"I took Rough and Ready and Humble Beginnings on this character, not because I expected them to be incredibly powerful, but because it amused me and after I watched Tangled the concept just made me smile.

    "I am not considering her trusty mithral frying pan to be a 'weapon' and I will not treat it as such for purposes of stacking the Masterwork quality. I did buy the masterwork pan because it fits the character concept, not because I expect a +1 to attack rolls. I know the masterwork tool will not help with my Tinker day job checks.

    "To overcome this seeming combat inefficiency and to add Rapunzel flavor, I started as a White Haired Witch. The majority of my actual attacks will be through the clever use hair.

    "Although both frying pans and hair are fun, they are not necessarily conducive to actual combative capacity, So after level 1, I moved into Hexcrafter Magus to be an actual competent adventurer and to be able to provide assistance to my allies in combat.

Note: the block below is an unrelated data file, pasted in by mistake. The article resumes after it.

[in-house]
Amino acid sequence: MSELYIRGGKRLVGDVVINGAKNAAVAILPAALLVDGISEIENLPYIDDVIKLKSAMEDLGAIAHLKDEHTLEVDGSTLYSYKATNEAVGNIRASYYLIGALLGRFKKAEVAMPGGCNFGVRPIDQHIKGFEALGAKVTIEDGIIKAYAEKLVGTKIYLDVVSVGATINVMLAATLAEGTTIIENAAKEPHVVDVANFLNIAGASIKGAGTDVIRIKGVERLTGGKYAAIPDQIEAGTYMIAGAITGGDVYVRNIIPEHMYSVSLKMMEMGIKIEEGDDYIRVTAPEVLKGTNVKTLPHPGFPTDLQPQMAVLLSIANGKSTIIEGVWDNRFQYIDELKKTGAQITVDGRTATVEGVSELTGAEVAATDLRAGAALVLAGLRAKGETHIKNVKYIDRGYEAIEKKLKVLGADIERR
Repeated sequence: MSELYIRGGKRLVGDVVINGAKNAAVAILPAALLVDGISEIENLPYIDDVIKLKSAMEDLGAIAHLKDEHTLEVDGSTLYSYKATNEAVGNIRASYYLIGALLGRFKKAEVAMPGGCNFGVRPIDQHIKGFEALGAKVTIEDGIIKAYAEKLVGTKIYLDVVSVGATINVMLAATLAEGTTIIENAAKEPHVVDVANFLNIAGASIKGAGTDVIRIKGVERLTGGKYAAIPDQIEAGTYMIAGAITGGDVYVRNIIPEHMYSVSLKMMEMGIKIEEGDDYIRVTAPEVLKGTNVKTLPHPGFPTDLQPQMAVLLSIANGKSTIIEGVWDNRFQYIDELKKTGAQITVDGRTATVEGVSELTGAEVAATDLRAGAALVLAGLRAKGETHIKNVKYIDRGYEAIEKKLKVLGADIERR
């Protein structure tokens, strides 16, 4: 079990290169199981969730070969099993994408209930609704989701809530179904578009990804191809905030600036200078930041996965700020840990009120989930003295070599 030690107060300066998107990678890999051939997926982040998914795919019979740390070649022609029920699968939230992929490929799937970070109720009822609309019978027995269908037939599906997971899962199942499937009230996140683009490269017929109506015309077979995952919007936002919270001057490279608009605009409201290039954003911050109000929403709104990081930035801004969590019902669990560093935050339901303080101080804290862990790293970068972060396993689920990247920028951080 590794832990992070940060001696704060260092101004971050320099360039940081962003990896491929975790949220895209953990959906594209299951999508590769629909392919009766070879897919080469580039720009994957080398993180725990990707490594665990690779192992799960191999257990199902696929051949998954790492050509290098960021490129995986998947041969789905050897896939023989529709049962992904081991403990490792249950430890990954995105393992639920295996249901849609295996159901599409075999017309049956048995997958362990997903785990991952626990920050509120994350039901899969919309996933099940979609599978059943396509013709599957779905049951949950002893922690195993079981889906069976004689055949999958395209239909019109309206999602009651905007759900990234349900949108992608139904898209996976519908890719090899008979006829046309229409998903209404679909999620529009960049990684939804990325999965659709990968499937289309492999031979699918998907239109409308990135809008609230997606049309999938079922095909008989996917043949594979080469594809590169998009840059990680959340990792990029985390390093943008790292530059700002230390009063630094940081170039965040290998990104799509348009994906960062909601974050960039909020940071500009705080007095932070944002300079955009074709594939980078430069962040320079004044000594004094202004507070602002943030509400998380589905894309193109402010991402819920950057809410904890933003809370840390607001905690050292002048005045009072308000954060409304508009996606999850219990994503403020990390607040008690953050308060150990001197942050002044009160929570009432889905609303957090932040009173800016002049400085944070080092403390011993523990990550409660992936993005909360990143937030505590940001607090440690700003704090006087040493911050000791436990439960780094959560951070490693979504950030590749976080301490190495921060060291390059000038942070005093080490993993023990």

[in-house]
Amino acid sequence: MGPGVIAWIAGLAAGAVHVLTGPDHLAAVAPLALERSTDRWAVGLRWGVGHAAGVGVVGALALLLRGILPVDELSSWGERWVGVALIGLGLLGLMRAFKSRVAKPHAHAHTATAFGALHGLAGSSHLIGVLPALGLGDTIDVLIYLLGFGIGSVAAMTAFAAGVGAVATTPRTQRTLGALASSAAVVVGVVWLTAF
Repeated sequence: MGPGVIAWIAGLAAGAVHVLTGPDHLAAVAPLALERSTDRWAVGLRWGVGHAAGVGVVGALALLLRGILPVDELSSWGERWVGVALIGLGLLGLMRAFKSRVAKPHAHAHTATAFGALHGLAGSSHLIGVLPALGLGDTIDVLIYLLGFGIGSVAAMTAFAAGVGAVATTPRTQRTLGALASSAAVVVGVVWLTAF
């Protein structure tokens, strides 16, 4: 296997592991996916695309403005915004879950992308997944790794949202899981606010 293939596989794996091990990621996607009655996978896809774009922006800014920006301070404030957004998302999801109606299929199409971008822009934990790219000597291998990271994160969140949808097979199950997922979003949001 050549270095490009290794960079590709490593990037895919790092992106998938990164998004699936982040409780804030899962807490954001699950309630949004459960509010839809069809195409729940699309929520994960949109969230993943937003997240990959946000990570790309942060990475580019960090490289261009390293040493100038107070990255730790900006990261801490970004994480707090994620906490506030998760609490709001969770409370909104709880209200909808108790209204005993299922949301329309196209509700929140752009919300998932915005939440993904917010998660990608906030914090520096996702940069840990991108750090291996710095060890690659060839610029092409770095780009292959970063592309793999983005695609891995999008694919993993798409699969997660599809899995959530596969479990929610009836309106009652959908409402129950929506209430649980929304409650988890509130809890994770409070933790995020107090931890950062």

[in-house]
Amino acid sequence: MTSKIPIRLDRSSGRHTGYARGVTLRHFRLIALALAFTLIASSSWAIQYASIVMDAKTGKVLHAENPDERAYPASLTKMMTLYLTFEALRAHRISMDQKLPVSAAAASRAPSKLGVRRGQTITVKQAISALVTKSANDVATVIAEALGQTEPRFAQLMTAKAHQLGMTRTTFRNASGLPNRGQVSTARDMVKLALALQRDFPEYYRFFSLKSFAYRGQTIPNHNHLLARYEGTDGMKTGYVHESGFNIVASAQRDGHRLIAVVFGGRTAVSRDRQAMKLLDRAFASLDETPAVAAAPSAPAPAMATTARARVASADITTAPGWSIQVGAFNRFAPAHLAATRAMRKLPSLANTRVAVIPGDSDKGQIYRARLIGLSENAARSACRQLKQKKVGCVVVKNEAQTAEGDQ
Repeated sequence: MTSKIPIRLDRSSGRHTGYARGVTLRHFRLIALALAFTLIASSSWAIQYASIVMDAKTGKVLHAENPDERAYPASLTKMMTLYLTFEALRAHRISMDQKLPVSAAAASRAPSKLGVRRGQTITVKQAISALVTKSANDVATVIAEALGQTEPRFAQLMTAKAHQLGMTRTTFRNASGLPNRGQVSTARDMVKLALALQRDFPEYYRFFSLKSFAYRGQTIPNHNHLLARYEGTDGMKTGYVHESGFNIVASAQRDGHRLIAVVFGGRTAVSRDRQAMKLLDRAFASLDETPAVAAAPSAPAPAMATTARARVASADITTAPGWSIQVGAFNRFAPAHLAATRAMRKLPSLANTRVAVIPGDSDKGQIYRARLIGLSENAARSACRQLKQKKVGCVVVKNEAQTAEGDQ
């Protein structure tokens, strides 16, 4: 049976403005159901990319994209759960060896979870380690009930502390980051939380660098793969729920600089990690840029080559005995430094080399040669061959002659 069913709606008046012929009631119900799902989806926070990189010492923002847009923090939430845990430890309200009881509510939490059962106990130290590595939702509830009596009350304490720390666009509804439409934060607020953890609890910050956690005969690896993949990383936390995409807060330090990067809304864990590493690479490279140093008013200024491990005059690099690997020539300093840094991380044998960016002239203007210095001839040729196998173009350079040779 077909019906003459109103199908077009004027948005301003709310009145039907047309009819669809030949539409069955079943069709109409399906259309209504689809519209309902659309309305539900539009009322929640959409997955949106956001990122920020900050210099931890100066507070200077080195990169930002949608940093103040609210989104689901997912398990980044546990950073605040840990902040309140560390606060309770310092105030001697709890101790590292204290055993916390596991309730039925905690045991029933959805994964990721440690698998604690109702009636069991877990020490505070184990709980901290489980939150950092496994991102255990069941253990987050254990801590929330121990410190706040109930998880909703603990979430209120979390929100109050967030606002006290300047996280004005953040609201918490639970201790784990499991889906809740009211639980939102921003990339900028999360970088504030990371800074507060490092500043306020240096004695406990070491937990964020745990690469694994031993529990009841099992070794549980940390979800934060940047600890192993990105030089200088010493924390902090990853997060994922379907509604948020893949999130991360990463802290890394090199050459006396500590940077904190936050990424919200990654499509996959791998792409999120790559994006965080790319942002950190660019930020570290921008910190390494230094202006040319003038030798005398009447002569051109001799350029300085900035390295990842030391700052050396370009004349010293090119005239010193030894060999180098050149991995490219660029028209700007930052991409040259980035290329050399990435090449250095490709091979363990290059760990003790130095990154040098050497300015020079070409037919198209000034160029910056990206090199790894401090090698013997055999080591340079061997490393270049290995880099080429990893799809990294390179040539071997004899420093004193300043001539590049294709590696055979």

"I will be using the various frying pans I have, generally coated with special non-stick (weapon blanch) coatings to help overcome DR, but for the most part my combat ability will be the Hexcrafter skills and spells channeled through my character's hair.

    "All I ask is that on occasion, I get to whack some person I grapple with my hair in the head with the frying pan."

    Grand Lodge RPG Superstar 2012 Top 32

    @Arizhel - Clever to use weapon blanches to get past DR with improvised weapons!


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    Jiggy wrote:
    @Arizhel - Clever to use weapon blanches to get past DR with improvised weapons!